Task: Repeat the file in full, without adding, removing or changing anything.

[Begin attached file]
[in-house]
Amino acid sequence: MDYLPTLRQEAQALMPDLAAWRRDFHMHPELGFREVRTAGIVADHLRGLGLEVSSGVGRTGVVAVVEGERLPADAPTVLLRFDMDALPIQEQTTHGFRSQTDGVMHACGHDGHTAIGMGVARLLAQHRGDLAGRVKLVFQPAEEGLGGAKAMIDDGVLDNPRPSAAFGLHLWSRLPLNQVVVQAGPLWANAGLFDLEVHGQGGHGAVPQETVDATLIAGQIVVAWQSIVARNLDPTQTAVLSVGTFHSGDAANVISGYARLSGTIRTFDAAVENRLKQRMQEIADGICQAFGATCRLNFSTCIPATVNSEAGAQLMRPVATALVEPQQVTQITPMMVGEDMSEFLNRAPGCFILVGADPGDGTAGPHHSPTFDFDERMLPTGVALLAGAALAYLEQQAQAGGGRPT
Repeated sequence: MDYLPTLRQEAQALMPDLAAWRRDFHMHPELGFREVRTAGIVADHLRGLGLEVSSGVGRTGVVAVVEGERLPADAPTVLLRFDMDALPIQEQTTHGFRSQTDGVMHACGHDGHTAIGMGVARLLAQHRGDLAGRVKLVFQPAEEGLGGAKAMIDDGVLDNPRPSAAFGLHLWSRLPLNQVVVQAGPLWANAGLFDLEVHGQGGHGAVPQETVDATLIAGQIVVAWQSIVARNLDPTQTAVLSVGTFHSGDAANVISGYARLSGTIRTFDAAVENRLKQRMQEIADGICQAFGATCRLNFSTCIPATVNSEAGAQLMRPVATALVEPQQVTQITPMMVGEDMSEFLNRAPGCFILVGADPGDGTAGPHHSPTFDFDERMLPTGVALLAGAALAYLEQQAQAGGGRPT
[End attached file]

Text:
[in-house]
Amino acid sequence: MDYLPTLRQEAQALMPDLAAWRRDFHMHPELGFREVRTAGIVADHLRGLGLEVSSGVGRTGVVAVVEGERLPADAPTVLLRFDMDALPIQEQTTHGFRSQTDGVMHACGHDGHTAIGMGVARLLAQHRGDLAGRVKLVFQPAEEGLGGAKAMIDDGVLDNPRPSAAFGLHLWSRLPLNQVVVQAGPLWANAGLFDLEVHGQGGHGAVPQETVDATLIAGQIVVAWQSIVARNLDPTQTAVLSVGTFHSGDAANVISGYARLSGTIRTFDAAVENRLKQRMQEIADGICQAFGATCRLNFSTCIPATVNSEAGAQLMRPVATALVEPQQVTQITPMMVGEDMSEFLNRAPGCFILVGADPGDGTAGPHHSPTFDFDERMLPTGVALLAGAALAYLEQQAQAGGGRPT
Repeated sequence: MDYLPTLRQEAQALMPDLAAWRRDFHMHPELGFREVRTAGIVADHLRGLGLEVSSGVGRTGVVAVVEGERLPADAPTVLLRFDMDALPIQEQTTHGFRSQTDGVMHACGHDGHTAIGMGVARLLAQHRGDLAGRVKLVFQPAEEGLGGAKAMIDDGVLDNPRPSAAFGLHLWSRLPLNQVVVQAGPLWANAGLFDLEVHGQGGHGAVPQETVDATLIAGQIVVAWQSIVARNLDPTQTAVLSVGTFHSGDAANVISGYARLSGTIRTFDAAVENRLKQRMQEIADGICQAFGATCRLNFSTCIPATVNSEAGAQLMRPVATALVEPQQVTQITPMMVGEDMSEFLNRAPGCFILVGADPGDGTAGPHHSPTFDFDERMLPTGVALLAGAALAYLEQQAQAGGGRPT